Hence, it consists of a solid solution containing tungsten and molybdenum monocarbides WC and MoC.
It is known that tungsten carbide WC is much used as an extrahard material, namely for the manufacturing of machining tools such as cemented carbide tools for cutting metals and drilling rocks and minerals. It has been established that some of the desirable properties of WC, such as for instance its resistance to rupture and to developing cracks under moderate stress are related, at least partly, to its hexagonal crystal structure. Further this carbide is very hard and resistant under hot conditions and its wettability by cementing bonding metals, such as Co, Ni and Fe, is excellent.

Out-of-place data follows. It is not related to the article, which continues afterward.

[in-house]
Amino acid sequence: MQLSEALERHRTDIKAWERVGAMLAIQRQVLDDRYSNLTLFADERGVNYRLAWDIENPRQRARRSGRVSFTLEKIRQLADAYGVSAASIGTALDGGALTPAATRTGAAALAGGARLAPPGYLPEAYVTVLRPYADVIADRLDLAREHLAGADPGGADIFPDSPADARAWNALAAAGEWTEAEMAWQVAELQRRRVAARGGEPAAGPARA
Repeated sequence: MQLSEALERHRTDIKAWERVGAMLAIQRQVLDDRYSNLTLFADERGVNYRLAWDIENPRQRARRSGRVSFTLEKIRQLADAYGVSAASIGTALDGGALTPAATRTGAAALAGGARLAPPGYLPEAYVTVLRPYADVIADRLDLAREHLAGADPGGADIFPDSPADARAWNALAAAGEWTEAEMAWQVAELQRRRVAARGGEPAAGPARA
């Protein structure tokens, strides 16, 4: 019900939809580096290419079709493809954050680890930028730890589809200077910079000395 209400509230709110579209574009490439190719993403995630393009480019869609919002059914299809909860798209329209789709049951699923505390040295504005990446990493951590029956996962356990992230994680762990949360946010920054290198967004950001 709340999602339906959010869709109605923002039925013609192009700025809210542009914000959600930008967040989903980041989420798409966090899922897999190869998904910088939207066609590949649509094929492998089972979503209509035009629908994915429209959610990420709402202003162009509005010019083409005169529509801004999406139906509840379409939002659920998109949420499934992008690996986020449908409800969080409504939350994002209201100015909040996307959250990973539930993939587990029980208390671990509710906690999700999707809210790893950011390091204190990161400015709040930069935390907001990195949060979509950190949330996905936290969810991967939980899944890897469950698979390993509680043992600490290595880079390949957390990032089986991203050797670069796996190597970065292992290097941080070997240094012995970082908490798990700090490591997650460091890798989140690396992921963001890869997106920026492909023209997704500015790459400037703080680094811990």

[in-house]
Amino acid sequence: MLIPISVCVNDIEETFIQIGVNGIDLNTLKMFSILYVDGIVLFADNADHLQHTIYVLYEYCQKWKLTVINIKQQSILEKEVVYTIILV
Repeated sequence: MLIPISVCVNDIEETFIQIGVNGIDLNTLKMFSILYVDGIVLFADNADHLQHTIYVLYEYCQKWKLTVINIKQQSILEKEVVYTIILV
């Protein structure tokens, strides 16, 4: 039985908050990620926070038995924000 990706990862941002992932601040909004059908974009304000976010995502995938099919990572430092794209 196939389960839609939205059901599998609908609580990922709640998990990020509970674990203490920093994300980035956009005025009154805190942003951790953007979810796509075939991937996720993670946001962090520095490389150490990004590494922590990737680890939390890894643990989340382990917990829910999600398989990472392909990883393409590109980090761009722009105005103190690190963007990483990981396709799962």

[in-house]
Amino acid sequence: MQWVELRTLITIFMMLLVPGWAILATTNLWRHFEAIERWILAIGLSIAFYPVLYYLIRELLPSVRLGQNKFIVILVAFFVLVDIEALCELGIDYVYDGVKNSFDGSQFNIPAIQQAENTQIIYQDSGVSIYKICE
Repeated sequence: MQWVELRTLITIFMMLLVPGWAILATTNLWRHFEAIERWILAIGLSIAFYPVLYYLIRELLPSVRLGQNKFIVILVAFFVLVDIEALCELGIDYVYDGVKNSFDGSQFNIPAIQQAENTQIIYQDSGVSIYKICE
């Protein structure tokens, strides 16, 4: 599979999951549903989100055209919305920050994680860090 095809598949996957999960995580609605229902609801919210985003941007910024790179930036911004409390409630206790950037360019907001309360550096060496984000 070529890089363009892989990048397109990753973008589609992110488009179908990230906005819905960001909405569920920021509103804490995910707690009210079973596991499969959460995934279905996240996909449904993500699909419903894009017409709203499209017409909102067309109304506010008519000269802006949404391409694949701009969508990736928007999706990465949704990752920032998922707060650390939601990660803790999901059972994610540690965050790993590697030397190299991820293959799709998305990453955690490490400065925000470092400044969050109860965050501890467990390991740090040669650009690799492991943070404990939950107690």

However tungsten is heavy and expensive and, for economical reasons, it is desirable to replace it by a lighter and more abundant metal having similar properties. Molybdenum is one such metal: indeed, molybdenum monocarbide MoC has a hexagonal crystal structure identical with that of WC and is also very hard. Unfortunately, it is not stable above about 1200° C. (whereas WC retains its strength to temperatures up to about 2700° C.) which prevents it from being used in all applications suited to WC.